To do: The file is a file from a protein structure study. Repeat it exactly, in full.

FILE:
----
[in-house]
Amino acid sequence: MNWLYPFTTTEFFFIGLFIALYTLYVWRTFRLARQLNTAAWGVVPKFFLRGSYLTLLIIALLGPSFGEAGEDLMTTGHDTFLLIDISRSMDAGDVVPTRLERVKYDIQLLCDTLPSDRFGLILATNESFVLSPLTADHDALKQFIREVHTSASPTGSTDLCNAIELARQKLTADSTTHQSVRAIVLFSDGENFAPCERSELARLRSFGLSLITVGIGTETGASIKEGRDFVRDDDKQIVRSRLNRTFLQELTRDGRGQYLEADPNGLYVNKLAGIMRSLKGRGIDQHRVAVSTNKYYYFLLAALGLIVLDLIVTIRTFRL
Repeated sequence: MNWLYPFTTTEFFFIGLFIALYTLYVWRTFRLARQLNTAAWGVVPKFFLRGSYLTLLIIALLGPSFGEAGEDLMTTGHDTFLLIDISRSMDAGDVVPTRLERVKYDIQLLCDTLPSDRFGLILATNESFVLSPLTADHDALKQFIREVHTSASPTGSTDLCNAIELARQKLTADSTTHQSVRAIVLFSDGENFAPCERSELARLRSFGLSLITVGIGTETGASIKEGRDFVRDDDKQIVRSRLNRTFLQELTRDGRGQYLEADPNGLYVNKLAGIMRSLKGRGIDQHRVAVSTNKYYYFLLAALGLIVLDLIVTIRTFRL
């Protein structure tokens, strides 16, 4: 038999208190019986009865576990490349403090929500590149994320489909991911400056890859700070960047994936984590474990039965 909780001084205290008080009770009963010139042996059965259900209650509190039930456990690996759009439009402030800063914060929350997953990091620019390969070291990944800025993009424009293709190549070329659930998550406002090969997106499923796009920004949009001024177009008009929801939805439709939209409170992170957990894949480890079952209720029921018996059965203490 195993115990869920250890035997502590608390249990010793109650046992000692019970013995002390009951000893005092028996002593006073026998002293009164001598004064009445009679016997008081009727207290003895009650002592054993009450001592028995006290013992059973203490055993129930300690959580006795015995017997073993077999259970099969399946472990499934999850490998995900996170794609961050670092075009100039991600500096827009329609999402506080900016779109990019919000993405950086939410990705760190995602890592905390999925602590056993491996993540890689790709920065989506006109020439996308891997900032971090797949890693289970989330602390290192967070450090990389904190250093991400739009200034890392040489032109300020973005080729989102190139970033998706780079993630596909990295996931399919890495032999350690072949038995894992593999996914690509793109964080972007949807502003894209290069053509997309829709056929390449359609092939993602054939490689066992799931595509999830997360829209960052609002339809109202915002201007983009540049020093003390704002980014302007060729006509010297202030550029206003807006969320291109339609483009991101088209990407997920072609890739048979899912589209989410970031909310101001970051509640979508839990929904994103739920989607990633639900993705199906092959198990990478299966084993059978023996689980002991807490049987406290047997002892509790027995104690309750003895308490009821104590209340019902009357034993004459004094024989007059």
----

[in-house]
Amino acid sequence: MNWLYPFTTTEFFFIGLFIALYTLYVWRTFRLARQLNTAAWGVVPKFFLRGSYLTLLIIALLGPSFGEAGEDLMTTGHDTFLLIDISRSMDAGDVVPTRLERVKYDIQLLCDTLPSDRFGLILATNESFVLSPLTADHDALKQFIREVHTSASPTGSTDLCNAIELARQKLTADSTTHQSVRAIVLFSDGENFAPCERSELARLRSFGLSLITVGIGTETGASIKEGRDFVRDDDKQIVRSRLNRTFLQELTRDGRGQYLEADPNGLYVNKLAGIMRSLKGRGIDQHRVAVSTNKYYYFLLAALGLIVLDLIVTIRTFRL
Repeated sequence: MNWLYPFTTTEFFFIGLFIALYTLYVWRTFRLARQLNTAAWGVVPKFFLRGSYLTLLIIALLGPSFGEAGEDLMTTGHDTFLLIDISRSMDAGDVVPTRLERVKYDIQLLCDTLPSDRFGLILATNESFVLSPLTADHDALKQFIREVHTSASPTGSTDLCNAIELARQKLTADSTTHQSVRAIVLFSDGENFAPCERSELARLRSFGLSLITVGIGTETGASIKEGRDFVRDDDKQIVRSRLNRTFLQELTRDGRGQYLEADPNGLYVNKLAGIMRSLKGRGIDQHRVAVSTNKYYYFLLAALGLIVLDLIVTIRTFRL
């Protein structure tokens, strides 16, 4: 038999208190019986009865576990490349403090929500590149994320489909991911400056890859700070960047994936984590474990039965 909780001084205290008080009770009963010139042996059965259900209650509190039930456990690996759009439009402030800063914060929350997953990091620019390969070291990944800025993009424009293709190549070329659930998550406002090969997106499923796009920004949009001024177009008009929801939805439709939209409170992170957990894949480890079952209720029921018996059965203490 195993115990869920250890035997502590608390249990010793109650046992000692019970013995002390009951000893005092028996002593006073026998002293009164001598004064009445009679016997008081009727207290003895009650002592054993009450001592028995006290013992059973203490055993129930300690959580006795015995017997073993077999259970099969399946472990499934999850490998995900996170794609961050670092075009100039991600500096827009329609999402506080900016779109990019919000993405950086939410990705760190995602890592905390999925602590056993491996993540890689790709920065989506006109020439996308891997900032971090797949890693289970989330602390290192967070450090990389904190250093991400739009200034890392040489032109300020973005080729989102190139970033998706780079993630596909990295996931399919890495032999350690072949038995894992593999996914690509793109964080972007949807502003894209290069053509997309829709056929390449359609092939993602054939490689066992799931595509999830997360829209960052609002339809109202915002201007983009540049020093003390704002980014302007060729006509010297202030550029206003807006969320291109339609483009991101088209990407997920072609890739048979899912589209989410970031909310101001970051509640979508839990929904994103739920989607990633639900993705199906092959198990990478299966084993059978023996689980002991807490049987406290047997002892509790027995104690309750003895308490009821104590209340019902009357034993004459004094024989007059």